We measured total system power consumption at the wall socket using an Extech power analyzer model 380803. The monitor was plugged into a separate outlet, so its power draw was not part of our measurement. We tested all of the video cards using the Asus P5N32-SLI SE Deluxe motherboard, save for the CrossFire system, which required a different chipset. For that system, we used an Intel D975XBX motherboard.
The idle measurements were taken at the Windows desktop. The cards were tested under load running Oblivion using the game's Ultra Quality setting at 1600x1200 resolution with 16X anisotropic filtering.
Noise levels and cooling
We measured noise levels on our test systems, sitting on an open test bench, using an Extech model 407727 digital sound level meter. The meter was mounted on a tripod approximately 14" from the test system at a height even with the top of the video card. The meter was aimed at the very center of the test systems' motherboards, so that no airflow from the CPU or video card coolers passed directly over the meter's microphone. We used the OSHA-standard weighting and speed for these measurements.
You can think of these noise level measurements much like our system power consumption tests, because the entire systems' noise levels were measured, including CPU and chipset fans. We had temperature-based fan speed controls enabled on the motherboard, just as we would in a working system. We think that's a fair method of measuring, since (to give one example) running a pair of cards in SLI may cause the motherboard's coolers to work harder. The motherboard we used for all single-card and SLI configurations was the Asus P5N32-SLI SE Deluxe, which on our open test bench required an auxiliary chipset cooler. The Asus P5W DH Deluxe motherboard we used for CrossFire testing didn't require a chipset cooler, so those systems were inherently a little bit quieter. In all cases, we used a Zalman CNPS9500 LED to cool the CPU.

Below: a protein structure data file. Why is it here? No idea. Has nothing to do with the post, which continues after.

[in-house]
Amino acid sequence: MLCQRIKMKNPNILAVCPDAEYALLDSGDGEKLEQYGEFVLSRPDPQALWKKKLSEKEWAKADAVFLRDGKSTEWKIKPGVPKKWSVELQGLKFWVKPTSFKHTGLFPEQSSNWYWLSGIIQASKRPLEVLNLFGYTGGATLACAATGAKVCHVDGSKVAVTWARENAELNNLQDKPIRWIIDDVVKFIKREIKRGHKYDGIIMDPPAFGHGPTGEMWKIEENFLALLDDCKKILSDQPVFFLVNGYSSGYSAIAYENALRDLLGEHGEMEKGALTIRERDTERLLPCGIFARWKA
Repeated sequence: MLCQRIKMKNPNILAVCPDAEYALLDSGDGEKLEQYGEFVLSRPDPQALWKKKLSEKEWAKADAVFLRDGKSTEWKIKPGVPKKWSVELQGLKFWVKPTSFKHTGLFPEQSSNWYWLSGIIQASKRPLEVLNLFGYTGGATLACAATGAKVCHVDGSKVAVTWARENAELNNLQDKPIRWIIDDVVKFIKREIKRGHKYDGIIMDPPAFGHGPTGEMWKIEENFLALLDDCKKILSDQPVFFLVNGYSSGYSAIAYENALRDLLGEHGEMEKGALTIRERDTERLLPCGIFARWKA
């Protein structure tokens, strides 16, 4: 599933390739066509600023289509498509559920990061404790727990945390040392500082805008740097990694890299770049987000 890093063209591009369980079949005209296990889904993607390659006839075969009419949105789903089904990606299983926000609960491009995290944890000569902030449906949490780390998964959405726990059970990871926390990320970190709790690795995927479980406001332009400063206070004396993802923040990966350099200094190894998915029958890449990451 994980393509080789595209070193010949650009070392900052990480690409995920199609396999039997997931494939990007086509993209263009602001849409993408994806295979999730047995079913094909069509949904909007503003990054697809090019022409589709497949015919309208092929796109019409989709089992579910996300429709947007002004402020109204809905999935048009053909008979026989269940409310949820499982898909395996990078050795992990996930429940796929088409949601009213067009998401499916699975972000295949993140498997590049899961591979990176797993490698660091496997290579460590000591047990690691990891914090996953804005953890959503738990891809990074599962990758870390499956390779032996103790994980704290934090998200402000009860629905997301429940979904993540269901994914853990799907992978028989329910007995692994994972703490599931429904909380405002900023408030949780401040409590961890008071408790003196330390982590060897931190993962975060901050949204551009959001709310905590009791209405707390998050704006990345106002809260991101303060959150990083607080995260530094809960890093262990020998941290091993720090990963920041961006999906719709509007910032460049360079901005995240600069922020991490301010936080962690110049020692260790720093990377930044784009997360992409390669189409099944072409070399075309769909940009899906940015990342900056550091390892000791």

Of course, noise levels will vary greatly in the real world along with the acoustic properties of the PC enclosure used, whether the enclosure provides adequate cooling to avoid a card's highest fan speeds, placement of the enclosure in the room, and a whole range of other variables. These results should give a reasonably good picture of comparative fan noise, though.
We measured the coolers at idle on the Windows desktop and under load while playing back our Quake 4 nettimedemo. The cards were given plenty of opportunity to heat up while playing back the demo multiple times. Still, in some cases, the coolers did not ramp up to their very highest speeds under load. The Radeon X1800 GTO and Radeon X1900 cards, for instance, could have been louder had they needed to crank up their blowers to top speed. Fortunately, that wasn't necessary in this case, even after running a game for an extended period of time.
You'll see two sets of numbers for the GeForce 7950 GT below, one for the XFX cards with their passive cooling and another for the BFG Tech cards, which use the stock Nvidia active cooler. I measured them both for an obvious reason: they were going to produce very different results.
We try to use the built-in overclocking utilities in the graphics vendors' drivers to test overclocking most of the time, but that method hasn't always proven foolproof, especially with ATI cards. The tool that finds the optimal frequency in ATI's drivers was wildly optimistic with our Radeon X1950 Pro cards, which led to screen corruption and lock-ups during our testing. I manually dialed the clock speeds down until the X1950 Pro was stable at a 594MHz core clock and 776MHz memory. The memory slider in the Catalyst Control Center insisted on 773MHz memory for the CrossFire config, so I tested it with the video RAM running 3MHz slower.
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